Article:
CDC: Flu vaccine’s 52% efficacy in Southern Hemisphere could indicate potency in U.S.


CDC: Flu vaccine's 52% efficacy in Southern Hemisphere could indicate potency in U.S.

The Centers for Disease Control and Prevention says the Southern Hemisphere flu vaccine was 52% effective over the fall and winter. Photo by huntlh/Pixabay

The Centers for Disease Control and Prevention said Friday that said the 2023 Southern Hemisphere seasonal influenza vaccine reduced the risk for flu-related hospitalizations by 52% — a possible indicator of its efficacy in the United States this fall and winter.

The CDC said the results came from early seasonal data in which investigators collected mid-season flu vaccine data in five South American countries during their 2023 flu season.

“Circulating influenza viruses were genetically similar to those targeted by the 2023-24 Northern Hemisphere influenza vaccine formulation,” the report said. “This vaccine might offer similar protection if these viruses predominate during the coming Northern Hemisphere influenza season.”

The CDC said to lower the risk of influenza, particularly to those with the most vulnerable immune systems, it is suggesting that healthcare providers administer the seasonal influenza vaccine to all eligible persons aged above 6 months old.

While the flu accounts for up to 829,000 respiratory hospitalizations annually and as many as 71,710 deaths, vaccination coverage has been dropping since 2016.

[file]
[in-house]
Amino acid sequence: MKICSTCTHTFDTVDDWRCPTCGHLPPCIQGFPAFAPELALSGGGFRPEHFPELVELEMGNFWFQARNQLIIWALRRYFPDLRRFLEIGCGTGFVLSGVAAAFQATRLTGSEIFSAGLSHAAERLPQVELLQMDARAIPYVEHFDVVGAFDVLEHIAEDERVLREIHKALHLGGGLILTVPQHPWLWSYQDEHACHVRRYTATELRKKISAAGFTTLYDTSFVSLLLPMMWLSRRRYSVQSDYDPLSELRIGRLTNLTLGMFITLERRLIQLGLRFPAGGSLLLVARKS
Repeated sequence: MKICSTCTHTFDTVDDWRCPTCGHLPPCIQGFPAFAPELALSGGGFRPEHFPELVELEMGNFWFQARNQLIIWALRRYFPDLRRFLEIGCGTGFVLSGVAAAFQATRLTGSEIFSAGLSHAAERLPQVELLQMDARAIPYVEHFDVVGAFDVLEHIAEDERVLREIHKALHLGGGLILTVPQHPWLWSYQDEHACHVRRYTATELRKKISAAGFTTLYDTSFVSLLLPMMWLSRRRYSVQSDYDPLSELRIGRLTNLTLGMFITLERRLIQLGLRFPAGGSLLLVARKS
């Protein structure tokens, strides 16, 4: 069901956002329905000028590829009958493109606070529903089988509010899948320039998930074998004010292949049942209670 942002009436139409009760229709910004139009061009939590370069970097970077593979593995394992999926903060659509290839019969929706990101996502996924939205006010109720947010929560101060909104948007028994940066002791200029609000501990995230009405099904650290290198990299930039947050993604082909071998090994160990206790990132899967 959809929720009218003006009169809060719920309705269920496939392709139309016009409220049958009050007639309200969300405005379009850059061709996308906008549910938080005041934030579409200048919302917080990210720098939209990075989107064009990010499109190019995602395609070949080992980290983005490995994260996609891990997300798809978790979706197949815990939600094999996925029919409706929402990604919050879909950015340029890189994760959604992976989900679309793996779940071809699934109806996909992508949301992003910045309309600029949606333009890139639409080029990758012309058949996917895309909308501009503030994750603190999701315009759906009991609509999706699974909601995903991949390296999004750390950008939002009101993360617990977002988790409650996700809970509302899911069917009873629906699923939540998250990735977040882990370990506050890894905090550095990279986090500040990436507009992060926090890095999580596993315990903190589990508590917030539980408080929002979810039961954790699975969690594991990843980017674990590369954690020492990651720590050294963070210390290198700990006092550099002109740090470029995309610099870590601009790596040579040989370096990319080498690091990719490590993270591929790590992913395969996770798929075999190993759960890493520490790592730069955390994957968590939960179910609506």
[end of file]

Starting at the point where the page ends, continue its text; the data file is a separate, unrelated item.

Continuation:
The CDC said educating the public about the effectiveness of the vaccines could be one way to encourage the public to get vaccines and improve coverage rates.

“While what happens in the Southern Hemisphere is not always a predictor of what will happen in the United States,” the report noted,

“if similar flu viruses continue to spread and predominate in the U.S. this upcoming flu season, U.S. flu vaccines could provide similar protection against severe illness resulting in hospitalization this fall and winter.”

The CDC recommends it is particularly important for those with “very young children, people with preexisting health conditions, pregnant people and older adults” to be vaccinated for flu.

The agency said the best time to receive a flu vaccination is September and October.


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